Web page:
Troops hunt Kashmiri rebels among ruins

The battle was supposed to be over, the militants dead, driven by the Indian army back into the flames of the 14th century mosque that the besieged Kashmiris had set ablaze to cover their escape.

But as reporters climbed through a hillside orchard for a first view of Chrar-e-Sharif, an explosion punched the air, then a second blast, and a third. "Get back," shouted an army spokesman as we ran up the hill to see what was going on. "There are still encounters happening."

Chrar-e-Sharif had been devastated. Not only had the mosque been burnt down but so too had most of the town. Indian authorities said 800 houses and shops were destroyed but it looked more like 1,500 to 2,000 buildings. The town looked like the blackened contents of a pot that someone had spilled down the side of the valley.

A few fires raged stubbornly, even though it seemed there was nothing left to burn. Soldiers prowled through the ashes looking for surviving militants. Clouds from the explosion clung over the town as though they had detached from the thunderstorms in the snowy Pir Panjal range a few miles away. Another explosion thudded, and shots rang out.

"Stay low," Brigadier Mohinder Singh cautioned. "There's some fire-fighting still going on.'' His 1,500 soldiers of the Punjab Rifles were trying to kill or capture the surviving Muslim insurgents who were barricaded inside the Chrar-e-Sharif mosque for several months. It is forbidden to even enter a mosque wearing shoes, let alone carrying weapons, but the insurgents had walked in with machine guns and rocket-propelled grenades.

Twenty-three of the 60 besieged militants had been killed by the army during their assault during the last two days. "Some militants are still holed up in there, but we can't rule out the possibility that they've sneaked out," the brigadier said. His men have yet to trap the militants' commander, a long-haired Afghan named Mast Gul.

Indian officials claim the militants, following radio orders from Pakistan, destroyed the mosque and town in order to blame it later on the Indian security forces. The militants' aim, said officials in New Delhi and the Kashmir capital, Srinagar, was to sabotage elections that India wants to hold within the next two months in the hope of finally quelling six years of Muslim unrest in the state. But hatred of India - and equally, fear of the militants - is so pervasive that most Kashmiris are unwilling to vote.

While recapturing Chrar-e-Sharif, Indian troops discovered a small explosives shop where - according to the brigadier - militants made the bombs used to blow up the mosque, The mosque contains the relics of Kashmir's patron saint, a Sufi mystic. The officer denied claims by Kashmiri militants that the fires in Chrar-e-Sharif were caused by troops.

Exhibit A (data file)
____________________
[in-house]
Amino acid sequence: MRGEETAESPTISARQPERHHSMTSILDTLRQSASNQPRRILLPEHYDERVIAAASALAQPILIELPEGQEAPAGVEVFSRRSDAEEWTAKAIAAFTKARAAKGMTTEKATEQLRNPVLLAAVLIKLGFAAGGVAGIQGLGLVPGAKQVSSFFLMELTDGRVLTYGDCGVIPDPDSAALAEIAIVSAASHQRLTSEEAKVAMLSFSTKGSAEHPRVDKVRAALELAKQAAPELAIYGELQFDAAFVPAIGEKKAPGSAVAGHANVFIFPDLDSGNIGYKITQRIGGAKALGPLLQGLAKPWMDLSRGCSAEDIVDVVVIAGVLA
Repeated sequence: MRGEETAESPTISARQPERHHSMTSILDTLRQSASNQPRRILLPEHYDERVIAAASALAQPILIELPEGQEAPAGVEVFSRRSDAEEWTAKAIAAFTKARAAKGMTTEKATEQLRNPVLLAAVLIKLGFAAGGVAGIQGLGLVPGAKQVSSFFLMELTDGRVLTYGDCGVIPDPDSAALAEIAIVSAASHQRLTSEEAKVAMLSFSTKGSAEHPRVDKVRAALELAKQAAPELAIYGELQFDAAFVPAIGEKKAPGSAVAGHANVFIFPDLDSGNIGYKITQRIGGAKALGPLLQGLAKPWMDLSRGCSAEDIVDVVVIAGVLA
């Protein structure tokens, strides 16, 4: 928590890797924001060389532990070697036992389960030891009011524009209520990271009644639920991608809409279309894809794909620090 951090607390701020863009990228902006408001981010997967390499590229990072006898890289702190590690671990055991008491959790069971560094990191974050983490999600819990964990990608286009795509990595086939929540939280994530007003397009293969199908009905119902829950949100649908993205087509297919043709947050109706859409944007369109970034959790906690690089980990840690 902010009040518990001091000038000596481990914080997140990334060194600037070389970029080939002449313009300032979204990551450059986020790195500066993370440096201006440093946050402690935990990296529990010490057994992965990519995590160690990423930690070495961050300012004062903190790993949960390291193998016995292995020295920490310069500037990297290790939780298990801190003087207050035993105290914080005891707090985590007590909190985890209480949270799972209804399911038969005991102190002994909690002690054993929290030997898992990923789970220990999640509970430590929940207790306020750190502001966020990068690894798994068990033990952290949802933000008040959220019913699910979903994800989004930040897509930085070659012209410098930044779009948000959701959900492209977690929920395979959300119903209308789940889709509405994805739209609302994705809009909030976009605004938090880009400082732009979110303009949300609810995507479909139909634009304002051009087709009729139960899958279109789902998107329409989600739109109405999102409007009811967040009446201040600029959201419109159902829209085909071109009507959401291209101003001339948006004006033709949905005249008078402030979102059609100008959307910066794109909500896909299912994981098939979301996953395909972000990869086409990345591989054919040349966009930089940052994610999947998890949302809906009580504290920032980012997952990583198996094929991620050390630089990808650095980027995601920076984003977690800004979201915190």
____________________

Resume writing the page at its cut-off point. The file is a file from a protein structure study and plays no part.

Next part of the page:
Despite a 48-hour curfew in Kashmir, 300 angry refugees from Chrar-e- Sharif braved the shoot-to-kill orders to tell their story. "Our houses were set on fire by the army," yelled Abdul Kayoom. Next to him, a dozen men beat on their bare chests with grief and rage, while women howled. "We saw the army go into the market and set it ablaze," said Sarida Hassan, a student. "We've lost everything, even the dowry my mother was saving. Now I'll never be able to marry."

The Kashmiris' fury over the burning of the holy shrine spread yesterday throughout this Himalayan valley. Mobs set fire to government buildings and clashed with police in Srinagar and in scores of villages.

News
people
Sport
FootballGerman sparks three goals in four minutes at favourite No 10 role
News
Rumer was diagnosed with bipolarity, attention deficit hyperactivity disorder and post-traumatic stress disorder: 'I was convinced it was a misdiagnosis'
peopleHer debut album caused her post-traumatic stress - how will she cope as she releases her third record?
Sport
A long jumper competes in the 80-to-84-year-old age division at the 2007 World Masters Championships
athletics
PROMOTED VIDEO
Have you tried new the Independent Digital Edition apps?
News
ebooksAn unforgettable anthology of contemporary reportage
Sport
Radamel Falcao was forced to withdraw from the World Cup after undergoing surgery
premier leagueExclusive: Reds have agreement with Monaco
Arts and Entertainment
'New Tricks' star Dennis Waterman is departing from the show after he completes filming on two more episodes